The nightmare scenario for the Cubs at Wrigley Field would be the terrorist attacks that besieged Paris two months ago, when explosions went off outside Stade de France during the French national team’s soccer match against Germany.
The agenda for Major League Baseball’s ownership meetings next week in South Florida includes a briefing from the Department of Homeland Security, trying to protect the business and prevent that kind of large-scale attack.
President of business operations Crane Kenney said the Cubs are installing metal detectors for this season at Wrigley Field and working with City Hall to try to shut down Clark and Addison on gamedays and control the streets around the iconic ballpark.
“Certainly, Paris got everyone’s attention,” Kenney said during a Cubs Convention presentation on Saturday at the Sheraton Grand Chicago. “Large venues like Wrigley Field are targets. And we got to do everything we can to protect our fans, our players and our neighborhood.”
In another safety measure, the Cubs will also extend the netting to the inside edge of the home-plate side of the dugouts, trying to shield fans from foul balls. A stadium that had been literally falling apart in certain spots is getting something close to a $600 million facelift with this Wrigleyville project.
[SHOP CUBS: Get your Cubs gear right here]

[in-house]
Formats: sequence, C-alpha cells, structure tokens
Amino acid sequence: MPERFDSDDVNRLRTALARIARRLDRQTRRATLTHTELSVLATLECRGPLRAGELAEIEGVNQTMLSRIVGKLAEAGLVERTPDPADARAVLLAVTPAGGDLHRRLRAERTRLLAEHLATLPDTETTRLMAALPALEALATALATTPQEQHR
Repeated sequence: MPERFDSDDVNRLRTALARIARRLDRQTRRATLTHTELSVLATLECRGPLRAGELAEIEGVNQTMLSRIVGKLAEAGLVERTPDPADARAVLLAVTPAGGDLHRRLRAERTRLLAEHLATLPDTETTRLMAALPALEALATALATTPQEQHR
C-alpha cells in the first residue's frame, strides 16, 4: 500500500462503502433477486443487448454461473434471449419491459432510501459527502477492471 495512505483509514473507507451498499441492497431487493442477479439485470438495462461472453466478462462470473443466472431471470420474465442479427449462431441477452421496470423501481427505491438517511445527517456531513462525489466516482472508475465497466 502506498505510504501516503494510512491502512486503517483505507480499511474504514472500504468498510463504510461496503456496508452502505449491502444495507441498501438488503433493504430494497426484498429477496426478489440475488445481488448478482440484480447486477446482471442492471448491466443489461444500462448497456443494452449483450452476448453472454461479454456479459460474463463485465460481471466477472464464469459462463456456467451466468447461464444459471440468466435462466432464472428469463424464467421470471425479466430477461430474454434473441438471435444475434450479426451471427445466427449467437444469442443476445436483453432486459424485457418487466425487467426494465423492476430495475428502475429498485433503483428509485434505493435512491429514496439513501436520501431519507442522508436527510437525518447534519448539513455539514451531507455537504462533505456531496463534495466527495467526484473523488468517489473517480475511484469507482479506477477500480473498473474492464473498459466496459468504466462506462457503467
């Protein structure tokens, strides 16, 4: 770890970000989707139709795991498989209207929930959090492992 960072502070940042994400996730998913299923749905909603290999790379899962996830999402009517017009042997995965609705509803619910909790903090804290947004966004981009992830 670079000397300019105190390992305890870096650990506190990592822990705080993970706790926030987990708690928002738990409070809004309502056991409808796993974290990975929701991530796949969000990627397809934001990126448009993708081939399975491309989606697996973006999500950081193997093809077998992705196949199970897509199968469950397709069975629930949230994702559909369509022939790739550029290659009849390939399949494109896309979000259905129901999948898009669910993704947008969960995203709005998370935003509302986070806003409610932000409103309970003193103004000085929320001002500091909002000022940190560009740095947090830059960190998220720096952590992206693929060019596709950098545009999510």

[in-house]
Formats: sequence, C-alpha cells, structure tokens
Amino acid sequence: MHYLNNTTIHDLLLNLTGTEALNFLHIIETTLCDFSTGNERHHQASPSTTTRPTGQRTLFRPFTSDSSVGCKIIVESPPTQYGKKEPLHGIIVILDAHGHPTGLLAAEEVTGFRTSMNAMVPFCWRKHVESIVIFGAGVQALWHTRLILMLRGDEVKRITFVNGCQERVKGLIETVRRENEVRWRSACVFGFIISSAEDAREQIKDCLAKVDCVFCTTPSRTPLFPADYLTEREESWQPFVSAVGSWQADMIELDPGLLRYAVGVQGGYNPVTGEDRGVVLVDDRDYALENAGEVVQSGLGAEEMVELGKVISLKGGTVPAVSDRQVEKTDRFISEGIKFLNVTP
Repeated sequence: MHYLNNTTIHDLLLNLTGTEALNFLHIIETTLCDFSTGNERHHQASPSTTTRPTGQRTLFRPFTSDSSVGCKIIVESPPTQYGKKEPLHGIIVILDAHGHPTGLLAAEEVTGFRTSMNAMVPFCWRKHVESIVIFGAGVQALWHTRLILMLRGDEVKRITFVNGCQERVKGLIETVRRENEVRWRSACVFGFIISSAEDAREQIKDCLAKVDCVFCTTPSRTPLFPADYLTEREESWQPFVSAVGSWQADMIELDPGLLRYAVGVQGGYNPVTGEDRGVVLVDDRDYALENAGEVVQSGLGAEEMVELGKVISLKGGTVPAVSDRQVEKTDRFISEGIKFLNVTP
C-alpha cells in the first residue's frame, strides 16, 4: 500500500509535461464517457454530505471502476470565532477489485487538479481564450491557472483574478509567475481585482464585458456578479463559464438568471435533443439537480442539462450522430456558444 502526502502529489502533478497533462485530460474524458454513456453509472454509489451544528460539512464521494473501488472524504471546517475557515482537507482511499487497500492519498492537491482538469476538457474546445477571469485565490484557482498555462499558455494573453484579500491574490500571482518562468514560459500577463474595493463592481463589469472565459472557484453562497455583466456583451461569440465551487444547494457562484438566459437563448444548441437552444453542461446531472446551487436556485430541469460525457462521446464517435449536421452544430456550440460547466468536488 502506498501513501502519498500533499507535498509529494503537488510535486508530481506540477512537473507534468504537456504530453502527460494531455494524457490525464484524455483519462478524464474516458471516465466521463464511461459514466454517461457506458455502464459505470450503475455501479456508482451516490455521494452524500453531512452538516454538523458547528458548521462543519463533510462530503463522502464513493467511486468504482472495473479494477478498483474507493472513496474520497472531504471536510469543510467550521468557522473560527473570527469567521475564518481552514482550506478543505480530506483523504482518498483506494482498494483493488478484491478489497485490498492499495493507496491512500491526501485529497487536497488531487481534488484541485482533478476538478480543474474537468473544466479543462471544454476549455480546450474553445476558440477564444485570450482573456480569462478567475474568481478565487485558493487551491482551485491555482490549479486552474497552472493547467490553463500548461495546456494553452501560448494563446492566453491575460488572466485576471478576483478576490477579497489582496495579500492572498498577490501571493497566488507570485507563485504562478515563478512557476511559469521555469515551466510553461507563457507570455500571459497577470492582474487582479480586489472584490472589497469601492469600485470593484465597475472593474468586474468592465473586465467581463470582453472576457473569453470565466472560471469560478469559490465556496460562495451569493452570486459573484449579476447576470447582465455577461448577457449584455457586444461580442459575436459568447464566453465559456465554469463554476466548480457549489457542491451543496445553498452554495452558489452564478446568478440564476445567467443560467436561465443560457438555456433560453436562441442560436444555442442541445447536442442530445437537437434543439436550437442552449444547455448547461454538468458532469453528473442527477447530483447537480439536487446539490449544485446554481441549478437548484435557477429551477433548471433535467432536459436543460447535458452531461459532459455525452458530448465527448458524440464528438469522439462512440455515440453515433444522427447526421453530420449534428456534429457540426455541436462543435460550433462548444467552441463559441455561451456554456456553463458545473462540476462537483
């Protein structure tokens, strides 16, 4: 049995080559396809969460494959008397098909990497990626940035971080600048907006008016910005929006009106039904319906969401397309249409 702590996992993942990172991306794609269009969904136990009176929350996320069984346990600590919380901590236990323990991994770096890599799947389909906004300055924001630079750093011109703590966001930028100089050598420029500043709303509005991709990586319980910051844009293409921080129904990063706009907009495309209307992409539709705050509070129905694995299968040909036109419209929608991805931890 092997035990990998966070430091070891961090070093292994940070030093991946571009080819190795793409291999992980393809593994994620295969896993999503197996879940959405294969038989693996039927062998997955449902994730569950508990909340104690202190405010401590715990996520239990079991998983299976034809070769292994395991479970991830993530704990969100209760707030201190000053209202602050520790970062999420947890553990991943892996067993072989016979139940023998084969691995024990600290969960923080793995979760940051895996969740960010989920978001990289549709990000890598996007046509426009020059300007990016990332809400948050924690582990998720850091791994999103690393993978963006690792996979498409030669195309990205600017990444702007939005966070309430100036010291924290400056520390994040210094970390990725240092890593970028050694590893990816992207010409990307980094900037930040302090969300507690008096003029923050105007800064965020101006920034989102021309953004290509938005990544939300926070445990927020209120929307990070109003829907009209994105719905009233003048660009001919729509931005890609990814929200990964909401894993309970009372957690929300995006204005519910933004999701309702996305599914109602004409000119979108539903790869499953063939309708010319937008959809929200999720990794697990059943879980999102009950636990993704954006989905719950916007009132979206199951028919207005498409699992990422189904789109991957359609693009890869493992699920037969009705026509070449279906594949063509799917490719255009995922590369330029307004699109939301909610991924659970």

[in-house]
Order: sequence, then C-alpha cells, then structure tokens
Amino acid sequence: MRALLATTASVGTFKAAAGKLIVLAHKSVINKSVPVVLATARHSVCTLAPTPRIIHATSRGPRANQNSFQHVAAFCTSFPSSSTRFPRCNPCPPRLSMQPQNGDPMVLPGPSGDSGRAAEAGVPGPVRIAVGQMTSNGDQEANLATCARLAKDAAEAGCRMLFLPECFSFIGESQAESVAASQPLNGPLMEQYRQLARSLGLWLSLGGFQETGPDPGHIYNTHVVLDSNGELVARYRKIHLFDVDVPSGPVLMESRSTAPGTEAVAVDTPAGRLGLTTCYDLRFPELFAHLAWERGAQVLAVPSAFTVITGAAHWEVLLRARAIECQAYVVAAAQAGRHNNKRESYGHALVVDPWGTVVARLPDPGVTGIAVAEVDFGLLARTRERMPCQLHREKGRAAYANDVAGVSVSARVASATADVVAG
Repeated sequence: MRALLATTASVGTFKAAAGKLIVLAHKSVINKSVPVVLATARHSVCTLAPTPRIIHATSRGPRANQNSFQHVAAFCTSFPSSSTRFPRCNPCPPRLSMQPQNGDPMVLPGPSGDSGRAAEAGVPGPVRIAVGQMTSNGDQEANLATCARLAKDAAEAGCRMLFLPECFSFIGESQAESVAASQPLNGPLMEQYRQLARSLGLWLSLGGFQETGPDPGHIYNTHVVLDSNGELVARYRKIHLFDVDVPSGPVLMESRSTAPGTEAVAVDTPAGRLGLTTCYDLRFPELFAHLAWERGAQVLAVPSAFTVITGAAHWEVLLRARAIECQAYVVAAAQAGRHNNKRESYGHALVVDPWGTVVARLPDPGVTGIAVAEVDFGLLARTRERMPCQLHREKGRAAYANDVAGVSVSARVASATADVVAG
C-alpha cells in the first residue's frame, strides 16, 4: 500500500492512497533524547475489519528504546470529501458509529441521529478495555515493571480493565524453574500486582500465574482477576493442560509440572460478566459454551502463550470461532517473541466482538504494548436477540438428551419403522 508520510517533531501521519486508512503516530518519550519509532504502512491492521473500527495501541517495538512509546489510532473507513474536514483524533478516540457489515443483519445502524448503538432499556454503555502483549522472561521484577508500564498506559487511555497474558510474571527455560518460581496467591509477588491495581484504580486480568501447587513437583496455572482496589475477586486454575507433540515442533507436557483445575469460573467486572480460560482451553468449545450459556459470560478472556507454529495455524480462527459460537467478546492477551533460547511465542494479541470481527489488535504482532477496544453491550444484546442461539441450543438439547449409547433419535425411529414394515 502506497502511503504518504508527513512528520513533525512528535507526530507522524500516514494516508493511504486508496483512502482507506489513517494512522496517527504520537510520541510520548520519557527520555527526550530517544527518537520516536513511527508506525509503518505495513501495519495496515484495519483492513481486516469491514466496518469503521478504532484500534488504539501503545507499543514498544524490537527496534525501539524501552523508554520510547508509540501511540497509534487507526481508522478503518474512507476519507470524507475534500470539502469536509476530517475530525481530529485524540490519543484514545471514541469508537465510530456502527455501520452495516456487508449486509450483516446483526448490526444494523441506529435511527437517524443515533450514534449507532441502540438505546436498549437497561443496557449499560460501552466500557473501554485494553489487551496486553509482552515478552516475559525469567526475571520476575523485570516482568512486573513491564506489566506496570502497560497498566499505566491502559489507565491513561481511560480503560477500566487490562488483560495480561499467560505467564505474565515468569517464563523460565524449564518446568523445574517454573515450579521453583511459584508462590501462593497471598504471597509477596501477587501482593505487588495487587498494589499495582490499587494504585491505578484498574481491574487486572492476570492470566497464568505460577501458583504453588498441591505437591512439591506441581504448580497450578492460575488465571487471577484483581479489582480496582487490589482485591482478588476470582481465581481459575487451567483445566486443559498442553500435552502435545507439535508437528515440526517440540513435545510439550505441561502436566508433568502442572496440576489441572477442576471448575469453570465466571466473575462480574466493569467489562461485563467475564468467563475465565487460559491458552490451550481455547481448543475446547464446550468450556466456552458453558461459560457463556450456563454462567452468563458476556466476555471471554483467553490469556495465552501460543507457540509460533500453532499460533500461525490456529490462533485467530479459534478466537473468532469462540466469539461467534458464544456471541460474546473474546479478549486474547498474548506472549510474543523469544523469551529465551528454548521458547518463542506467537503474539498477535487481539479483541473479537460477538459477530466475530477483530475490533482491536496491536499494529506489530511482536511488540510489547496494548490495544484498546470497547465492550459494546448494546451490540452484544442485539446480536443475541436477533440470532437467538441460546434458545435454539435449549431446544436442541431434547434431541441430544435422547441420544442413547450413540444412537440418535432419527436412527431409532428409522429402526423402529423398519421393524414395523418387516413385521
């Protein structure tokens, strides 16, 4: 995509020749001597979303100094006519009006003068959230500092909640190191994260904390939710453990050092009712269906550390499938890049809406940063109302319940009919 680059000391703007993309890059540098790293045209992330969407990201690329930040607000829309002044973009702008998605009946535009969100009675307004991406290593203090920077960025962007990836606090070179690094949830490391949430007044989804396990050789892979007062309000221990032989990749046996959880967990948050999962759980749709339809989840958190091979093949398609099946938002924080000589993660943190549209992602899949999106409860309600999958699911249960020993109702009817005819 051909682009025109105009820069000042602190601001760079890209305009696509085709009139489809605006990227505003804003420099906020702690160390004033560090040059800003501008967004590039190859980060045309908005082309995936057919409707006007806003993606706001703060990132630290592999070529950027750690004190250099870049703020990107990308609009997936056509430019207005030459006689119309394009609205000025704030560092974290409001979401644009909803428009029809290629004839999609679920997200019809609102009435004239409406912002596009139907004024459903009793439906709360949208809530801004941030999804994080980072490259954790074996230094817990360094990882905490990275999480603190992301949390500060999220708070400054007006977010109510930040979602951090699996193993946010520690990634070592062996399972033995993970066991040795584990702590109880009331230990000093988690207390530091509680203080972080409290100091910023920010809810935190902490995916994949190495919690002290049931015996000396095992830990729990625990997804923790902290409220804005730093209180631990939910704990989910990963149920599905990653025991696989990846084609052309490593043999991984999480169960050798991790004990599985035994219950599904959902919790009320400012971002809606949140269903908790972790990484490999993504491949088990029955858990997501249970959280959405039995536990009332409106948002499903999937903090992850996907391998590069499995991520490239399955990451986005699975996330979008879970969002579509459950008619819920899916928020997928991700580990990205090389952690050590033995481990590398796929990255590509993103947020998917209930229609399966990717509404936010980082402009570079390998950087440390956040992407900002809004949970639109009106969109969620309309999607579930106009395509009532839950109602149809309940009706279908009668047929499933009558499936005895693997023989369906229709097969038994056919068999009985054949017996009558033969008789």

The Cubs don’t know where the next threats might come from — Wrigley Field had to be evacuated postgame after a bomb threat last August — but the Paris attacks rattled Kenney.
“The thing that used to keep me awake all night was the concrete and steel in our ballpark, which we’re fixing,” Kenney said. “The thing that keeps me awake all night now is the crazy times we live in.
“The next morning, I rounded my team up and I said: ‘Listen, we got to talk about what we do next.’ We hired a consultant. We went to the league for help. Because we play in such a tight urban environment, we’re not surrounded by a sea of parking lots like a lot of (other) ballparks.
“If you go to Dodger Stadium, they control their perimeter for hundreds and hundreds of yards. And they know who’s there and can really ring fence (to control) who gets close to the ballpark and who doesn’t. We don’t have that advantage.”
Club officials are lobbying the city for control of a 100-foot perimeter in each direction of the ballpark at a time when the Cubs are becoming a version of America’s Team and anticipating regular crowds of 40,000, plus Wrigleyville’s carnival atmosphere.
“We already have Sheffield and Waveland closed,” Kenney said. “We’re now talking about what we do on Clark and Addison and whether those should only be open to city traffic, meaning emergency vehicles, police and buses.
“You’ve all been there on Addison — you’re six feet from the ballpark. That sidewalk’s six-feet wide. We would love to know who’s driving what and what they are doing next to the ballpark while the games are going on.”